A Little History of Place de la Concorde
Covering over 20 acres, Place de la Concorde is the largest public square in Paris. It was completed in 1772 and has experienced many historic events since then. During the French Revolution, a guillotine was erected and here King Louis XV, Marie Antoinette and thousands of others met their end during the Reign of Terror. In World War II, the German High Command had their headquarters in one of the buildings.
We visited this site on the first stop of a night shooting adventure, with six of us traveling in a chauffeured Mercedes, a treat that was funded by one of the other workshop participants. When walking through here at the end of the day, it’s difficult to reconcile its history with the placid atmosphere.
The fountains of Place de la Concorde
In the center of the square is an obelisk with hieroglyphic carvings that was a gift of the Egyptian government in the 19th century, but dates back to the time of Ramses II. On either side of the obelisk are two magnificent fountains, completed in 1840, and based on the theme of rivers and streams. Both fountains contain six figures holding fish spouting water, six seated figures, and four supporting the upper basin from which the water spills down. All of the figures are larger than life. Twelve different sculptors worked on the statuary of the fountains and the major figures were made of cast iron, and painted with bronze and gold paint. The smaller figures were made of bronze. For me, these fountains were the features of the square that I was most drawn to.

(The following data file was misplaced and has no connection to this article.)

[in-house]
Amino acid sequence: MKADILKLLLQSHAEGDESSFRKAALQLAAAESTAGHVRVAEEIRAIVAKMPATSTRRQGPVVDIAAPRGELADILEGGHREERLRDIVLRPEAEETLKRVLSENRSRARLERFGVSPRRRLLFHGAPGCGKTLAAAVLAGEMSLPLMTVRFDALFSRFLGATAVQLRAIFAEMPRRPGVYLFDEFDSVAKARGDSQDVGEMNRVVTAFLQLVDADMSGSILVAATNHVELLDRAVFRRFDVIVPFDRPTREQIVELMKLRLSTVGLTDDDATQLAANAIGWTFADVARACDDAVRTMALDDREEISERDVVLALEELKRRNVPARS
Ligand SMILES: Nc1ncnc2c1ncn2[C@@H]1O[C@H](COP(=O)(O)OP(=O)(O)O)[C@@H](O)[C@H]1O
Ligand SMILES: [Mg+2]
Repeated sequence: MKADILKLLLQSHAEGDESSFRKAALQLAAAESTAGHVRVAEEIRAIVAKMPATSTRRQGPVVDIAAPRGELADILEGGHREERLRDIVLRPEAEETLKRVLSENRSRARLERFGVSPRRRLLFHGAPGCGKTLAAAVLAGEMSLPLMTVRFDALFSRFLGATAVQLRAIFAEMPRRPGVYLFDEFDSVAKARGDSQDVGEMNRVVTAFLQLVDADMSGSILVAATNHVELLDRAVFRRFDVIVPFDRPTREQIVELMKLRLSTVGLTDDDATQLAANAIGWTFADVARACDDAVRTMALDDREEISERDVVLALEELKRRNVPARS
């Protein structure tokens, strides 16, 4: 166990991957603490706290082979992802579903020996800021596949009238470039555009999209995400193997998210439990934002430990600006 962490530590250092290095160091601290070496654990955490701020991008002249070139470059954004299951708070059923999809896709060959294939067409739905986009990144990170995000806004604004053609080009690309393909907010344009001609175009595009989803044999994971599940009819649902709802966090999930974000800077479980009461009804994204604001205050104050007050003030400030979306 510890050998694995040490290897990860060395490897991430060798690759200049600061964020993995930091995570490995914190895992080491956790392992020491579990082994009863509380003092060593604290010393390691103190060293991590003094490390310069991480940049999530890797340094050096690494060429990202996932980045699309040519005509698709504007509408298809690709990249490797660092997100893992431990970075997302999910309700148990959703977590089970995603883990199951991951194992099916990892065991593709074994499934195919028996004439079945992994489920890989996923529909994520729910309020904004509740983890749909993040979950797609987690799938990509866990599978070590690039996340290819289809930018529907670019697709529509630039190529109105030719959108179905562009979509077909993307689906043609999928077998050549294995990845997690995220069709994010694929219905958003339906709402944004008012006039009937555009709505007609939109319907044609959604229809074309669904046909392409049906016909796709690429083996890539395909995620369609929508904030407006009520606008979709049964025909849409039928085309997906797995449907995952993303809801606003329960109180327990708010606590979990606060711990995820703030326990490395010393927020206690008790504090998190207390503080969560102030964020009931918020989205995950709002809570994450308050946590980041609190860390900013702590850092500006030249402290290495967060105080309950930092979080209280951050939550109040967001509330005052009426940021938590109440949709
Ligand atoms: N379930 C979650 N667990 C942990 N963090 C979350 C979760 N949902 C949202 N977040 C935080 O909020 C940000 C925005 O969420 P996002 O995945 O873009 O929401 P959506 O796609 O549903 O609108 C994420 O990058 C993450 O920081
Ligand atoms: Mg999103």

(Click on the photos to see in a larger size.)
South Fountain Detail
The north fountain was photographed with the setting sun backlighting the fountain and gave the whole scene warmer colors than the south fountain.
North Fountain Detail
We stayed for the sunset…
Place de la Concorde Sunset
…and after that, we sat on the ground waiting for the street lamps to light as we looked down the boulevard to the Arch de Triomphe. We left before that happened, though; we had more places to go and things to do.
looking to the Arch de Triomphe
These are not award-winning images, I understand, but I enjoyed the history, the beauty of the whole place and the experience of being there with new friends from the workshop.
These links will provide more information on Place de la Concorde and the Fountains.